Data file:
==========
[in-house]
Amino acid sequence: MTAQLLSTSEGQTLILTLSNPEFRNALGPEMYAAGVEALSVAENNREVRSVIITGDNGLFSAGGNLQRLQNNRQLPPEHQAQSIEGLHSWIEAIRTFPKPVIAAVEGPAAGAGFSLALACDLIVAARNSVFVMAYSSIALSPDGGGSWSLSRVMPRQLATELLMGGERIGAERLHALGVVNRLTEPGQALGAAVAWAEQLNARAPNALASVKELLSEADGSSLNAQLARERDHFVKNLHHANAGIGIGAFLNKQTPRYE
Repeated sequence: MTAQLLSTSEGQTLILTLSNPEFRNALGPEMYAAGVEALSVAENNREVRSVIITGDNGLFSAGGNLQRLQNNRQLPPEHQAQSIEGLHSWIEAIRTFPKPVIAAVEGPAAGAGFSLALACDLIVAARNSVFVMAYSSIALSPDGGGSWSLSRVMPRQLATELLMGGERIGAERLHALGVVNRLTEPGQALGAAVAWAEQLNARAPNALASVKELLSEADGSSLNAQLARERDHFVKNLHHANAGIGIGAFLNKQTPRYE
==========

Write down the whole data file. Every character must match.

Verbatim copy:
[in-house]
Amino acid sequence: MTAQLLSTSEGQTLILTLSNPEFRNALGPEMYAAGVEALSVAENNREVRSVIITGDNGLFSAGGNLQRLQNNRQLPPEHQAQSIEGLHSWIEAIRTFPKPVIAAVEGPAAGAGFSLALACDLIVAARNSVFVMAYSSIALSPDGGGSWSLSRVMPRQLATELLMGGERIGAERLHALGVVNRLTEPGQALGAAVAWAEQLNARAPNALASVKELLSEADGSSLNAQLARERDHFVKNLHHANAGIGIGAFLNKQTPRYE
Repeated sequence: MTAQLLSTSEGQTLILTLSNPEFRNALGPEMYAAGVEALSVAENNREVRSVIITGDNGLFSAGGNLQRLQNNRQLPPEHQAQSIEGLHSWIEAIRTFPKPVIAAVEGPAAGAGFSLALACDLIVAARNSVFVMAYSSIALSPDGGGSWSLSRVMPRQLATELLMGGERIGAERLHALGVVNRLTEPGQALGAAVAWAEQLNARAPNALASVKELLSEADGSSLNAQLARERDHFVKNLHHANAGIGIGAFLNKQTPRYE